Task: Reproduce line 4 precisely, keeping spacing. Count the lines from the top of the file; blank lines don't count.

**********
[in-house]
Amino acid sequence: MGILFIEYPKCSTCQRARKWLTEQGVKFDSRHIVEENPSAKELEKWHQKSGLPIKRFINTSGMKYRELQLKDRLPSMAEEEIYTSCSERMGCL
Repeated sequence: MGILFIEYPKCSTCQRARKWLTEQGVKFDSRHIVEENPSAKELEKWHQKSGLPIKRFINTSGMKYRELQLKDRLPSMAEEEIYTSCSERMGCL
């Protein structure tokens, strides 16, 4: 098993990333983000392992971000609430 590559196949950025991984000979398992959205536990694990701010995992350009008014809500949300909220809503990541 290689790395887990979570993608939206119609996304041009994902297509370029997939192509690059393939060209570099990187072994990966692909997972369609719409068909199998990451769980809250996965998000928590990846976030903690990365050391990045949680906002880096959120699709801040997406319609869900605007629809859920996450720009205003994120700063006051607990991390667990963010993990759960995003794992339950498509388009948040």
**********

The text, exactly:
């Protein structure tokens, strides 16, 4: 098993990333983000392992971000609430 590559196949950025991984000979398992959205536990694990701010995992350009008014809500949300909220809503990541 290689790395887990979570993608939206119609996304041009994902297509370029997939192509690059393939060209570099990187072994990966692909997972369609719409068909199998990451769980809250996965998000928590990846976030903690990365050391990045949680906002880096959120699709801040997406319609869900605007629809859920996450720009205003994120700063006051607990991390667990963010993990759960995003794992339950498509388009948040």